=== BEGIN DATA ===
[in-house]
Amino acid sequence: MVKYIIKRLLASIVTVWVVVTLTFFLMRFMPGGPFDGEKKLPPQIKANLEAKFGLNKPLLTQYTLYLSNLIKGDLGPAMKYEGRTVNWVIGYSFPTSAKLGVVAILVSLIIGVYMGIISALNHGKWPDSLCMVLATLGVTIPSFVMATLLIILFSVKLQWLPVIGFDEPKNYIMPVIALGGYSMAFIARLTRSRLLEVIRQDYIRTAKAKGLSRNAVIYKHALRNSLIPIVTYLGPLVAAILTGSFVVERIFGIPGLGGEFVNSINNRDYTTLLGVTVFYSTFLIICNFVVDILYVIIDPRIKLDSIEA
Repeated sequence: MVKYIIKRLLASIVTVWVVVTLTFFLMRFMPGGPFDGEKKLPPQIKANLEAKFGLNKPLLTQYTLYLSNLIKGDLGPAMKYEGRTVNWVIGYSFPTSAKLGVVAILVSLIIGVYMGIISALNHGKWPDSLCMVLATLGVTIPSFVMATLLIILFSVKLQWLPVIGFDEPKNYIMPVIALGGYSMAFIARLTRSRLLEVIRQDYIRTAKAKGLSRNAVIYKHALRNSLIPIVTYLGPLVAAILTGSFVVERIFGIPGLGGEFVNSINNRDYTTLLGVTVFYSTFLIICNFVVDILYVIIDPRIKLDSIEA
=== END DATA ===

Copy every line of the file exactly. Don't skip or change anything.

[in-house]
Amino acid sequence: MVKYIIKRLLASIVTVWVVVTLTFFLMRFMPGGPFDGEKKLPPQIKANLEAKFGLNKPLLTQYTLYLSNLIKGDLGPAMKYEGRTVNWVIGYSFPTSAKLGVVAILVSLIIGVYMGIISALNHGKWPDSLCMVLATLGVTIPSFVMATLLIILFSVKLQWLPVIGFDEPKNYIMPVIALGGYSMAFIARLTRSRLLEVIRQDYIRTAKAKGLSRNAVIYKHALRNSLIPIVTYLGPLVAAILTGSFVVERIFGIPGLGGEFVNSINNRDYTTLLGVTVFYSTFLIICNFVVDILYVIIDPRIKLDSIEA
Repeated sequence: MVKYIIKRLLASIVTVWVVVTLTFFLMRFMPGGPFDGEKKLPPQIKANLEAKFGLNKPLLTQYTLYLSNLIKGDLGPAMKYEGRTVNWVIGYSFPTSAKLGVVAILVSLIIGVYMGIISALNHGKWPDSLCMVLATLGVTIPSFVMATLLIILFSVKLQWLPVIGFDEPKNYIMPVIALGGYSMAFIARLTRSRLLEVIRQDYIRTAKAKGLSRNAVIYKHALRNSLIPIVTYLGPLVAAILTGSFVVERIFGIPGLGGEFVNSINNRDYTTLLGVTVFYSTFLIICNFVVDILYVIIDPRIKLDSIEA